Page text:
Breakdown by country (kCO2/$2015p)



Decline in CO2 intensity in the EU in 2019.

Significant decrease in global CO2 intensity in 2019 (-2.9%)

In 2019, the CO2 intensity fell by 2.9%, i.e. nearly twice its 2000-2018 average (-1.5%/year), thanks to steady improvements in energy intensity (around 1.5-2%/year) and in the “carbon factor” (CO2 emissions of energy consumption), especially for power generation (lower coal consumption). The CO2 intensity posted significant decreases in OECD countries (-5.5% in the EU and South Korea, -4.6% in the USA, -4.1% in Japan), well above their historical trends. In the EU, the CO2 intensity particularly decreased in large countries such as Poland (-10%), Germany (-7%) and Spain (-8%) due to decreasing CO2 emissions and slower economic growth.
The CO2 intensity also improved in Asia (-3.4%), especially in China (-3.1%, even if it remains 52% above the global average) and India (-5.1%, due to a strong economic growth coupled with declining emissions). In other large economies, the improvement was much slower (-0.6% in Australia, where CO2 emissions slightly increased, -1% in Mexico). Conversely, the CO2 intensity continued to increase in Russia, South Africa and Iran, following the rising trend in their emissions.

Global Energy Trends 2020 - Update

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Switzerland’s power demand declined by 2.6% in 2020

Switzerland’s electricity consumption declined by 2.6% in 2020 to 55.7 TWh, according to the Swiss Federal Office of Energy. This decline was due to the COVID-19 related lockdowns (-4.3% in electricity consumption in the first quarter and -7.8% in the second quarter of 2020), and to economic trends (2.9% drop in the GDP), weather conditions (the number of heating degree days fell by 4.4% compared to 2019) and energy efficiency improvements to a lesser extent.


EU ETS GHG emissions declined by 13.3% in 2020

Greenhouse gas (GHG) emissions from operators covered by the EU Emissions Trading System (EU ETS) fell by 13.3% in 2020, due to an 11.2% decrease in emissions from stationary installations (power plants and manufacturing plants) to 1.331 MtCO2eq and a 64.1% decrease in emissions from aviation, a sector which was severely impacted by the COVID-19 pandemic, to 24.5 MtCO2eq.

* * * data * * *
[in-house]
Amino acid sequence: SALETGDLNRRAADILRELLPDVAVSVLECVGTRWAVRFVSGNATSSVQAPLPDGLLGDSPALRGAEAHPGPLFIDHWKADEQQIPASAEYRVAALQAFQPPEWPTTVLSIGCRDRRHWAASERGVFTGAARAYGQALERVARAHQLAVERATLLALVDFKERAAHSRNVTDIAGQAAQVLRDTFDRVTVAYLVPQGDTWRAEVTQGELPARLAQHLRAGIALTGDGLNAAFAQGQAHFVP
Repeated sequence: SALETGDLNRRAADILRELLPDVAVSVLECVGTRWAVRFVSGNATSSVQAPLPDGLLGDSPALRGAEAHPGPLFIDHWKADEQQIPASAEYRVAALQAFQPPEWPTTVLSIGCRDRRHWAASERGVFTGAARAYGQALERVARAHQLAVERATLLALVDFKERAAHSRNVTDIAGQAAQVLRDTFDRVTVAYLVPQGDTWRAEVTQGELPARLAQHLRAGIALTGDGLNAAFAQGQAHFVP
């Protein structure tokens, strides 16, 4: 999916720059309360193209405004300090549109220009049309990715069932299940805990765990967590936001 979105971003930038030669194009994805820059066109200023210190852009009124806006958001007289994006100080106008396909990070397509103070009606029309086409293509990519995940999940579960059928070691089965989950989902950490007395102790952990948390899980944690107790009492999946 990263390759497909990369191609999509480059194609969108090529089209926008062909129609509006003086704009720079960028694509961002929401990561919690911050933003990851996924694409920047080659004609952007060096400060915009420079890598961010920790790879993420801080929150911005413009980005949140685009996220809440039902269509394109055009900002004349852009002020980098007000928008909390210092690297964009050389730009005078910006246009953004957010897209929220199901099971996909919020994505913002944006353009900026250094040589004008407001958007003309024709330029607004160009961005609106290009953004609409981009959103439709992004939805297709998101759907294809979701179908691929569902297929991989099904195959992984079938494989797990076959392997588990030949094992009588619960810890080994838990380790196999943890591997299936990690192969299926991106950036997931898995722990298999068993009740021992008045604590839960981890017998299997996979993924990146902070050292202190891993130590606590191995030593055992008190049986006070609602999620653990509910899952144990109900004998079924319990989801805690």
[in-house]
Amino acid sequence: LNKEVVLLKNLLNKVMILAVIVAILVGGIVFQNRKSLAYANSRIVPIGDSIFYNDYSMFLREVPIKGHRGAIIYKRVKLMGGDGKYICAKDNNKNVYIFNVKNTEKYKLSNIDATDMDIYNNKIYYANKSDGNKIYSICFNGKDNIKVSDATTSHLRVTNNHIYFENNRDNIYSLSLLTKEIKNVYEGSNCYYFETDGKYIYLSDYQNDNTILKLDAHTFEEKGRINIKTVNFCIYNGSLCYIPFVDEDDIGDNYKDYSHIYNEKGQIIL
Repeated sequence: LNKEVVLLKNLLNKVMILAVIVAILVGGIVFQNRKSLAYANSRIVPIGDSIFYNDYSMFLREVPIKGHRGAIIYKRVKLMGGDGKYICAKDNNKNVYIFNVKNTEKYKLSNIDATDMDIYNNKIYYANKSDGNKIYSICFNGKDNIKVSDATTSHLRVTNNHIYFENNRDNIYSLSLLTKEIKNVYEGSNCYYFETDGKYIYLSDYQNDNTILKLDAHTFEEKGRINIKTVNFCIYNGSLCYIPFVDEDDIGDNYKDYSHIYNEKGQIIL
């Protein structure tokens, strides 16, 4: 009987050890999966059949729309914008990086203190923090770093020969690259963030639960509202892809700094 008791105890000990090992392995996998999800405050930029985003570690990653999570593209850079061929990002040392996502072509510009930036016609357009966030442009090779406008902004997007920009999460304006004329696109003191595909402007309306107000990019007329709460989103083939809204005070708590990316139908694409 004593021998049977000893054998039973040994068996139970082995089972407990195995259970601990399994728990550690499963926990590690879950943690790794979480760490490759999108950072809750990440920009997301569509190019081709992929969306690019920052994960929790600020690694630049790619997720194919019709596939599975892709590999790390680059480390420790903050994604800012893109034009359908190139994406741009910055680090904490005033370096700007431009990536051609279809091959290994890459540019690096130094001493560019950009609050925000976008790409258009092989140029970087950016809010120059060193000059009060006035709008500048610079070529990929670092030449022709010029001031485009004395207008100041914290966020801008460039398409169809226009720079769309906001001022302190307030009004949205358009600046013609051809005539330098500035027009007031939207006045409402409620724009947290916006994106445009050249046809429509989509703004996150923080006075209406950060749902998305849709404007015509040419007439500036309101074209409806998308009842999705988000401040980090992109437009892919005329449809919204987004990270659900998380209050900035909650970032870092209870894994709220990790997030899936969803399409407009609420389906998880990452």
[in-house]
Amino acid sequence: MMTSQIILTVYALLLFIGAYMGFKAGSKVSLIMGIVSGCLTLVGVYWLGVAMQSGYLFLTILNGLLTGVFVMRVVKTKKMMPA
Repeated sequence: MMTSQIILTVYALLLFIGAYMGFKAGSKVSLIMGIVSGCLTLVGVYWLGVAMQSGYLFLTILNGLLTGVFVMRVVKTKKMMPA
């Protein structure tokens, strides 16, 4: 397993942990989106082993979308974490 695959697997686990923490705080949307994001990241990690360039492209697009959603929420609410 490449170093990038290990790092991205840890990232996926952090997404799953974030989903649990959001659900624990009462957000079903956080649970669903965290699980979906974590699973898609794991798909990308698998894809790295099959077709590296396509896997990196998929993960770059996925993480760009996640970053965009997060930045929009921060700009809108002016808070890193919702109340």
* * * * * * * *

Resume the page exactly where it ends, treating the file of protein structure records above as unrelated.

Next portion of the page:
The power sector posted a 14.9% decrease, as a result of reduced electricity consumption due to the pandemic and continued decarbonisation trends, including both the switch from coal to gas-fired power generation, and the replacement of fossil fuels by renewables. In addition, emissions from industry decreased by an average of 7%, with reductions observed in most sectors, including iron and steel (-11.7%), cement (-5.1%), chemicals (-4%) and refineries (-8.1%).


France’s primary energy consumption decreased by 9.9% in 2020

According to preliminary data from the Ministry of the Ecological Transition, France’s primary energy consumption decreased by 9.9% in 2020 to 2,571 TWh. Final energy consumption declined by 7.9% to 1,637 TWh in 2020, including 147 TWh for non-energy uses (final consumption for energy use at constant climate declined by 5.6% in 2020). The lockdown measures and travel restrictions had a significant impact on energy consumption in the transport and industrial sectors: energy consumption fell by nearly 16% in transport and by 6.5% in industry. The energy consumption of residential and tertiary building adjusted for climate variations increased slightly (+1.5% with climate corrections).


US GHG emissions declined by 1.7% in 2019

According to the United States Environmental Protection Agency (EPA), US greenhouse gas (GHG) emissions fell by 1.7% in 2019 to 5,769 MtCO2eq (including LULUCF), i.e. 13% below their 2005 level. The decrease in total energy consumption in 2019 (compared to 2018) and to a continued shift from coal to gas and renewables in the power sector reduced emissions from fossil fuel combustion.

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